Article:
Slickwraps Suffers Data Breach After Ignoring Warnings From Security Researcher

Slickwraps, a company that develops skins for Apple devices like the iPhone and Mac, yesterday suffered a data breach that saw customer info like names and addresses leaked.

News of the leak surfaced when hackers who got into the database sent out emails to Slickwraps' customer base of more than 370,000 users letting them know about Slickwraps' poor security.

slickwrapsdatabreachemail
Prior to the breach, Slickwraps was warned of the vulnerabilities in its site (linked to the create a skin feature) multiple times by a security researcher who goes by Lynx on Twitter, who has now deleted all of his tweets.

Lynx informed Slickwraps about the data breach on February 15, and attempted to get in touch with the company several times over the course of the last week, as outlined by an article shared on Medium that has now been suspended by Medium. Lynx had his emails ignored and was even blocked by Slickwraps on Twitter after attempting to inform the site of its security vulnerabilities.

Lynx's interactions with Slickwraps were not exactly polite and he was dealing with customer support staff that were clearly confused about what was going on based on the now-removed Medium article, but Slickwraps blatantly ignored multiple warnings about its poor security before the data breach. Lynx says that he did not send out the emails that were delivered to Slickwraps customers yesterday and that it was a third-party data breach that happened after his article was published, but with his Medium post suspended and all of his tweets deleted, he may be in some hot water for the public way that he disclosed the vulnerabilities in the site.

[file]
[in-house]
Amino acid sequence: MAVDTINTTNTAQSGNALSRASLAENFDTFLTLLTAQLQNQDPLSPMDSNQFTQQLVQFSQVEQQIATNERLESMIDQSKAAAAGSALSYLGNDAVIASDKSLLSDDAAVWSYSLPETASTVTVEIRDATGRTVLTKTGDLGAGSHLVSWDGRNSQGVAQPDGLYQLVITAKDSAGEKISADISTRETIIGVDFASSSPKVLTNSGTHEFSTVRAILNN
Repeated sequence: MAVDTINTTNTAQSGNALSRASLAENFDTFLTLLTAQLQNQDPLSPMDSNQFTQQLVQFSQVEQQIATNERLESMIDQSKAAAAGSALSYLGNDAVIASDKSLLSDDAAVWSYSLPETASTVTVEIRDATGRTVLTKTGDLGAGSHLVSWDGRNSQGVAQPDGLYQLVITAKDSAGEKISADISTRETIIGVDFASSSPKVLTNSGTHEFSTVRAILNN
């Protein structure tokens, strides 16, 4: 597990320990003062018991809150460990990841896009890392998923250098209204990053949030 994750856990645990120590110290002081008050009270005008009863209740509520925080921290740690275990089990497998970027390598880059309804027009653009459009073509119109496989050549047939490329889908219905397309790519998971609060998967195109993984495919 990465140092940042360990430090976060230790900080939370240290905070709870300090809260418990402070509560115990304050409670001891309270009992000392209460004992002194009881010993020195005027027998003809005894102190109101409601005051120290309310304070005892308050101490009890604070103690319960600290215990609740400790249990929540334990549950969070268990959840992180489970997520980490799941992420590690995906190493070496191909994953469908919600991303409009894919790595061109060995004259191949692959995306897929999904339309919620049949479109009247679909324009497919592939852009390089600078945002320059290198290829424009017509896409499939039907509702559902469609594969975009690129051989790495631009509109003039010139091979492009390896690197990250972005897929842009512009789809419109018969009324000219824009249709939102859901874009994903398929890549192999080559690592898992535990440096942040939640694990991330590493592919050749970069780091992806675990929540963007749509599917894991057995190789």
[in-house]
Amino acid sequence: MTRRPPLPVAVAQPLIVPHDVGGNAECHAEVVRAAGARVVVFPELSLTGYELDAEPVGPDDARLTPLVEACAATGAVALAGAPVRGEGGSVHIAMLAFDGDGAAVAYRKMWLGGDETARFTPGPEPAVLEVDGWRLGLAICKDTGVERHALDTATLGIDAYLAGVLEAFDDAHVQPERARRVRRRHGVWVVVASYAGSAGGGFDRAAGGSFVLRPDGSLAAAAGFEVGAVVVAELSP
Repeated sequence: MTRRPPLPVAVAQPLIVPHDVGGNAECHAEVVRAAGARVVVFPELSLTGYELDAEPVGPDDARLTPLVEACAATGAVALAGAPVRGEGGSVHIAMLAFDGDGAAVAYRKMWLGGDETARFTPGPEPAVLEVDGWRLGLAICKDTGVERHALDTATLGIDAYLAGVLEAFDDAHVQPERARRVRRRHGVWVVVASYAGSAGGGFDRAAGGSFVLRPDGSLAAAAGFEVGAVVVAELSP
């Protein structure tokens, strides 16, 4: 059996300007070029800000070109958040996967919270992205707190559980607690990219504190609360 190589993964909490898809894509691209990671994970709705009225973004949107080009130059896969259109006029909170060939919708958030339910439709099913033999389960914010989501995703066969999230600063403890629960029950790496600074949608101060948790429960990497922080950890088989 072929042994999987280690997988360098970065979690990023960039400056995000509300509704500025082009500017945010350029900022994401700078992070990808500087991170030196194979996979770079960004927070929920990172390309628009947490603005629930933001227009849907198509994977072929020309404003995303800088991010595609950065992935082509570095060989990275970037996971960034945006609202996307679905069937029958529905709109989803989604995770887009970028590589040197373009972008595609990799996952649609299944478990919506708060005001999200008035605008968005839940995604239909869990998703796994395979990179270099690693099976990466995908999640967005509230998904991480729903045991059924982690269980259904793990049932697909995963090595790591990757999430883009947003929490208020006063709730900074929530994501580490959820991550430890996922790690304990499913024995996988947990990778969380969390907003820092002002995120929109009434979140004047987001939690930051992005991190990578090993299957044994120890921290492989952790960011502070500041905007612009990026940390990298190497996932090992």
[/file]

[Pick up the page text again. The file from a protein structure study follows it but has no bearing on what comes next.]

After the emails went out and customers became aware of the data breach, Slickwraps finally commented on the situation. An initial statement tweeted by Slickwraps (which is based in the United States) claimed to have just heard about the data breach on "February 22" when it was still February 21, which was inaccurate because Lynx documented his attempts to get in touch with the company on Twitter. Slickwraps later deleted the statement and tweeted a new one with the correct date. From Slickwraps' statement:

There is nothing we value higher than trust from our users. In fact, our entire business model is dependent on building long-term trust with customers that keep coming back.

We are reaching out to you because we've made a mistake in violation of that trust. On February 21st, we discovered information in some of our non-production databases was mistakenly made public via an exploit. During this time, the databases were accessed by an unauthorized party.

The information did not contain passwords or personal financial data.

The information did contain names, user emails, addresses. If you've ever checked out as "GUEST" none of your information was compromised.

Slickwraps goes on to say that it is "deeply sorry" for the oversight and promises to "learn from this mistake." It recommends that users reset their account passwords and be watchful for any phishing attempts.

Going forward, Slickwraps says that it will enhance its security processes, improve communication of security guidelines to Slickwraps employees, and make user-requested security features a "top priority." The company says that it is also partnering with a third-party cyber security firm to audit and improve security protocols.